Britain is back to its old bad habits – expect trouble ahead

I suspect George Osborne will enjoy Christmas this year.

His political standing is on the up, and he can point to some encouraging economic data. For example, inflation fell to 2.1% in November, while unemployment has fallen to its lowest level in four and a half years.

However, I can’t get too optimistic.

Sure, the UK may grow at a decent rate in 2014, but our economy still has some serious problems that are far from cured.

And that means we could be storing up big trouble for the future…

Spending all our savings is not a sustainable national business model

The problem that worries me most is our current account deficit, which soared from £6.2bn in the second quarter of this year to £20.7bn in the third quarter. In other words, we imported way more goods and services than we exported.

Compare to national income, the deficit has now hit 5.1%. That’s the highest level since 1989. If you remember, 1989 was the peak of an economic boom. In 2013, the current account deficit has hit a new peak just as the economy is beginning to recover.

So you have to ask: if we were to get three more years of economic growth from here, how bad would the deficit be in 2016?

This ballooning deficit is at least partly due to increased spending by UK consumers. Your average Brit isn’t earning any more cash from his job. So he’s just gone back to his old ways and is spending rather than saving.

Household spending rose 1.7% in the last quarter, yet wages rose by only 0.2%. And the household savings ratio has fallen from 6.2% to 5.4% this year.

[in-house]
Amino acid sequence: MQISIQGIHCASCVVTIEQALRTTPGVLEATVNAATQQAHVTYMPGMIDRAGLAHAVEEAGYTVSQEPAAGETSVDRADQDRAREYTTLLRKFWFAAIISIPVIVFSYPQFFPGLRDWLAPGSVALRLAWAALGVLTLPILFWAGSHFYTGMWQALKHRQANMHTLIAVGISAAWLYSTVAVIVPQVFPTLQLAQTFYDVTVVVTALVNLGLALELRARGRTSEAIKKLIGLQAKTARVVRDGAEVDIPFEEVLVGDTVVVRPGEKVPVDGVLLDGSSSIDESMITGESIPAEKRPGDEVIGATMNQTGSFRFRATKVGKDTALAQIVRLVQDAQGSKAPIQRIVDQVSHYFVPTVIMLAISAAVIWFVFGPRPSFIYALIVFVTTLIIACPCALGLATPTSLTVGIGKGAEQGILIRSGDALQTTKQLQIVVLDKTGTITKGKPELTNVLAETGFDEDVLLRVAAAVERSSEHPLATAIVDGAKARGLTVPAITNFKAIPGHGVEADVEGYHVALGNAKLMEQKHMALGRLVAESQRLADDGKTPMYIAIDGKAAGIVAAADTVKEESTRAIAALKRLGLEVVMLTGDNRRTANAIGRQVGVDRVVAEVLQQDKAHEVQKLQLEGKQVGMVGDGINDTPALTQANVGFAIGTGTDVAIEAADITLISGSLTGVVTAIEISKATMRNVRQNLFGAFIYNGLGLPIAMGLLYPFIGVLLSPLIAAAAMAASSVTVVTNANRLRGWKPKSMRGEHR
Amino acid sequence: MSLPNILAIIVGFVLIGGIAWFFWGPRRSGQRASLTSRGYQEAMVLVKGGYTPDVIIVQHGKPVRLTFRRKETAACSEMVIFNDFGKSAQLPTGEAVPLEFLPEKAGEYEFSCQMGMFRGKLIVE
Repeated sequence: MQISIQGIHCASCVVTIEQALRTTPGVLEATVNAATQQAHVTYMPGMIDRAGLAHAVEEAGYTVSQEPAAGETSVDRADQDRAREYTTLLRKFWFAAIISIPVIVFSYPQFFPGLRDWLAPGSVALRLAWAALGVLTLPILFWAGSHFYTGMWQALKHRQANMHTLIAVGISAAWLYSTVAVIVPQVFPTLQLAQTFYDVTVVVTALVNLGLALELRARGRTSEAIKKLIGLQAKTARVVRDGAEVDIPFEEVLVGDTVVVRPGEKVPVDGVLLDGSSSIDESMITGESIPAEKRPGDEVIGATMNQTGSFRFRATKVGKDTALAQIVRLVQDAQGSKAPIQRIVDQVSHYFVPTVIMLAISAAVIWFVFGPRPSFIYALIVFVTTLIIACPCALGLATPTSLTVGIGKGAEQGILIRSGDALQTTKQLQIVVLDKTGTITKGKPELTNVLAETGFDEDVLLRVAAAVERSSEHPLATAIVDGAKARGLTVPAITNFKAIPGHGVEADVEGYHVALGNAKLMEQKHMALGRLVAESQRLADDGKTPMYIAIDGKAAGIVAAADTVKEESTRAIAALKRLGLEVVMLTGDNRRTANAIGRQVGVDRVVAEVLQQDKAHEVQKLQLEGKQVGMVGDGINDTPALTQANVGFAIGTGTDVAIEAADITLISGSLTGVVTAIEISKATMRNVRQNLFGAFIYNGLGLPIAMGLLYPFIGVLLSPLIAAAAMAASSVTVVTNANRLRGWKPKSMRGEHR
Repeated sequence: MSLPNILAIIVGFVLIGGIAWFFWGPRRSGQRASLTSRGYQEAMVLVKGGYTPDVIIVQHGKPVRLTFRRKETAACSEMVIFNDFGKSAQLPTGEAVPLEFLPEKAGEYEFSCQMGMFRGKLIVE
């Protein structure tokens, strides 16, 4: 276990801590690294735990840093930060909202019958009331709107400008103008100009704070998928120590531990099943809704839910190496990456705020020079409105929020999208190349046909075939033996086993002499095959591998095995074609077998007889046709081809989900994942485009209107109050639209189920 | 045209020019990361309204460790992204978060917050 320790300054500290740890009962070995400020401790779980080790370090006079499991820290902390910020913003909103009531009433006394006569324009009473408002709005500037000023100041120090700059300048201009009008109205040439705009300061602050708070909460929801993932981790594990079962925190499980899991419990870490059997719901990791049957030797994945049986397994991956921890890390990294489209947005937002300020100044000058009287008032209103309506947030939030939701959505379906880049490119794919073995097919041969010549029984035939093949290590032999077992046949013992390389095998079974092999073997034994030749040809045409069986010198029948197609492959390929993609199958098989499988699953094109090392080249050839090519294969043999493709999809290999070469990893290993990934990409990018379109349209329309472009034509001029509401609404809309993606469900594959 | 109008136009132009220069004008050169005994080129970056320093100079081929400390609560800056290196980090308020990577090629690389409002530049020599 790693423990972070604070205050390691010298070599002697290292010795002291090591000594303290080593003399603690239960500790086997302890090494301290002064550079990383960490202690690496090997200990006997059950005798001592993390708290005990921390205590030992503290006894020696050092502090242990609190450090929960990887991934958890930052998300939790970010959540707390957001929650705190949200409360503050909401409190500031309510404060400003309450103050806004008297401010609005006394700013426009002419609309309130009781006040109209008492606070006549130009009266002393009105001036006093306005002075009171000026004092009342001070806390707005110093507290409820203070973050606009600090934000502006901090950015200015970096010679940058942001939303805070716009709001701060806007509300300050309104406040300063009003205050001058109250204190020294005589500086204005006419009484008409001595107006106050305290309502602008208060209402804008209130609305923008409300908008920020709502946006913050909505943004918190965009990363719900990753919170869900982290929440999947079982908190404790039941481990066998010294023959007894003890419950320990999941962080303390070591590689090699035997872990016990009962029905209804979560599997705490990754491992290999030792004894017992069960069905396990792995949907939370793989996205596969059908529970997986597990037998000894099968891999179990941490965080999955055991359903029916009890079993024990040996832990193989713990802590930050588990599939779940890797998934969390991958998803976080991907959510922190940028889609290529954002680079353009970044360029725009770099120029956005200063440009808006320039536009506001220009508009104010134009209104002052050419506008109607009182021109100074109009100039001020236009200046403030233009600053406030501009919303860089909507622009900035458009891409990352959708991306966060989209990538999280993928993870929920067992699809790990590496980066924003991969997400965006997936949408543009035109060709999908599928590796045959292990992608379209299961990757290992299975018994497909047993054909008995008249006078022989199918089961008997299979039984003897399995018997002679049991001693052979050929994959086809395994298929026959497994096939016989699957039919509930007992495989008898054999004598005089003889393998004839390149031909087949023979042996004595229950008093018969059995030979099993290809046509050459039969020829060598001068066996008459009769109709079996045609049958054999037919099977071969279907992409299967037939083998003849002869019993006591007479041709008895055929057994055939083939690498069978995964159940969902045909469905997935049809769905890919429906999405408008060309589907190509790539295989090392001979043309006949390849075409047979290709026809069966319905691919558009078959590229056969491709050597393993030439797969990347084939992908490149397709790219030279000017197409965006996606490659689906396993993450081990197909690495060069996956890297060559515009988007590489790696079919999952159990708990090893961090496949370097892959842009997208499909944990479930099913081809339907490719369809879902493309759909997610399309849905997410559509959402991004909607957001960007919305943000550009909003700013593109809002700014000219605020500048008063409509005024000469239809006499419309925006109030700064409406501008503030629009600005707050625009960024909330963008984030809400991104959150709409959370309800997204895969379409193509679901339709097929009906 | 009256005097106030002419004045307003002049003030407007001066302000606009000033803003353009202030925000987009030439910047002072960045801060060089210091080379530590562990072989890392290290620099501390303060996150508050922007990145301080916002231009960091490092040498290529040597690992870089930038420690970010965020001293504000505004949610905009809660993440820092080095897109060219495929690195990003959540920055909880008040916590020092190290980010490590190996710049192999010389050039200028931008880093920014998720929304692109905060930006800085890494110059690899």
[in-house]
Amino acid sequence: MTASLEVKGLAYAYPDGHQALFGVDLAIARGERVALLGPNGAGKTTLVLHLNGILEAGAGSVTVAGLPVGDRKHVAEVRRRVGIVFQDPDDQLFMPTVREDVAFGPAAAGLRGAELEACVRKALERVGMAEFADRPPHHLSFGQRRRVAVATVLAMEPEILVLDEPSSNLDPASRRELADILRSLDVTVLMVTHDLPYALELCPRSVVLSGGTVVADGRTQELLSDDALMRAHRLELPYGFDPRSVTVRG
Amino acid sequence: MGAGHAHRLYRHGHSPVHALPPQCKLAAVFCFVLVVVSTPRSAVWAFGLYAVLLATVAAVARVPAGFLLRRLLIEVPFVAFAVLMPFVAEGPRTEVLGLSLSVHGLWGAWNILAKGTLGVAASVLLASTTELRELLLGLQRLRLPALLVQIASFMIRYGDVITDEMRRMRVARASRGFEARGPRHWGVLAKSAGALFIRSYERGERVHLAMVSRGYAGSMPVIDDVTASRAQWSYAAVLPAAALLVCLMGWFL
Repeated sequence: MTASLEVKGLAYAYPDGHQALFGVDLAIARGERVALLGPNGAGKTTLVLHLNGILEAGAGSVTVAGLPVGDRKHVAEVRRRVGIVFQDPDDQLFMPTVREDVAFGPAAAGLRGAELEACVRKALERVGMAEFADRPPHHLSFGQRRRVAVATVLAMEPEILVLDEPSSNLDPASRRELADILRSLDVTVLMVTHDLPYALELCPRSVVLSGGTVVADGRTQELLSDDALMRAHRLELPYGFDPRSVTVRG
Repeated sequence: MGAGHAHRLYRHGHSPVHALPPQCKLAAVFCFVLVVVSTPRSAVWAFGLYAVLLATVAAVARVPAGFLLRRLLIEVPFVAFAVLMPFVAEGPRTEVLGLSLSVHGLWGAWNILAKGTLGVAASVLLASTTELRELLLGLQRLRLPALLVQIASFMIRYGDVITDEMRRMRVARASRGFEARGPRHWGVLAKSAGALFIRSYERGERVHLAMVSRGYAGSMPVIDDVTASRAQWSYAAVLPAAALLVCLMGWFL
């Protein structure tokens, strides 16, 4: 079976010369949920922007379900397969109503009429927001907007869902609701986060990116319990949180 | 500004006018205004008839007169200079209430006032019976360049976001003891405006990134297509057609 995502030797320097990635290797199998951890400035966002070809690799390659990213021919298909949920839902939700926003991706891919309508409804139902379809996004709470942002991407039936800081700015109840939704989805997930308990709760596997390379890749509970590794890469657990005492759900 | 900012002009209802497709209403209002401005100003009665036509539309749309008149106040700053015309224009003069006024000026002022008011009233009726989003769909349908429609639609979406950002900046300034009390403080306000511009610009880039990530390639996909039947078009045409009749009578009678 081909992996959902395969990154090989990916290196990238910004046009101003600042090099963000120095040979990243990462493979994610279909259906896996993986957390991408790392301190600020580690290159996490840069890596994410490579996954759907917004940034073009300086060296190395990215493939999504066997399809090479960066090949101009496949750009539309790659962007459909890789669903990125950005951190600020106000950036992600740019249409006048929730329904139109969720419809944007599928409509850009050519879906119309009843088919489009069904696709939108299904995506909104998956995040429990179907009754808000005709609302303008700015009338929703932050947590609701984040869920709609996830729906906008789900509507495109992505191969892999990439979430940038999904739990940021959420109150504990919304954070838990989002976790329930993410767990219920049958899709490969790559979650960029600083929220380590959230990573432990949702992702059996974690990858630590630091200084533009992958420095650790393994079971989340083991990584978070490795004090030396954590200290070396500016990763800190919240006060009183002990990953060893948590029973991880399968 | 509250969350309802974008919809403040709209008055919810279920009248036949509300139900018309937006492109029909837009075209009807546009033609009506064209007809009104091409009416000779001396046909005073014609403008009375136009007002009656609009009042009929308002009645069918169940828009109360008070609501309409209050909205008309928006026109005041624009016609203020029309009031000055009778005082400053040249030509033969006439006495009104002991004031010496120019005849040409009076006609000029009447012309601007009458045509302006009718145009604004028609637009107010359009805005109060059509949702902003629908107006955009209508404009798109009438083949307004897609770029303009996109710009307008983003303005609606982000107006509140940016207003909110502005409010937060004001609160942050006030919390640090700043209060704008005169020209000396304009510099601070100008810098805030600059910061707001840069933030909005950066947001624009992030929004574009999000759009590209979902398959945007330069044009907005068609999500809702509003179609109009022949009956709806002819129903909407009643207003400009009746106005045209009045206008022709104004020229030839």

Now to be fair, I can live with a short-term drop in saving if that means we get some extra consumption that can firmly move the UK economy into growth again. But this isn’t a viable long-term strategy.

If we do spend more now, we’ll have to save more in the medium term. If you don’t save, you can’t invest. And we desperately need to invest if we are to achieve Osborne’s apparent aim of ‘rebalancing’ the economy away from the City.

Simon Wells, chief economist at HSBC, is on the money here: “The composition of growth still looks unsustainable in the long term with trade dragging on activity and the household savings rate falling further.”

Interest rate hikes could come sooner than anyone thinks

I’m also worried about what might happen when interest rates rise.

As Vince Cable said on yesterday’s Andrew Marr Show, rising house prices in London may force Bank of England boss Mark Carney to increase the base rate earlier than many folk expect.

Higher rates could push up sterling, which would make life tougher for exporters. The Bank of England has already hinted that it feels a little concerned about sterling’s strength.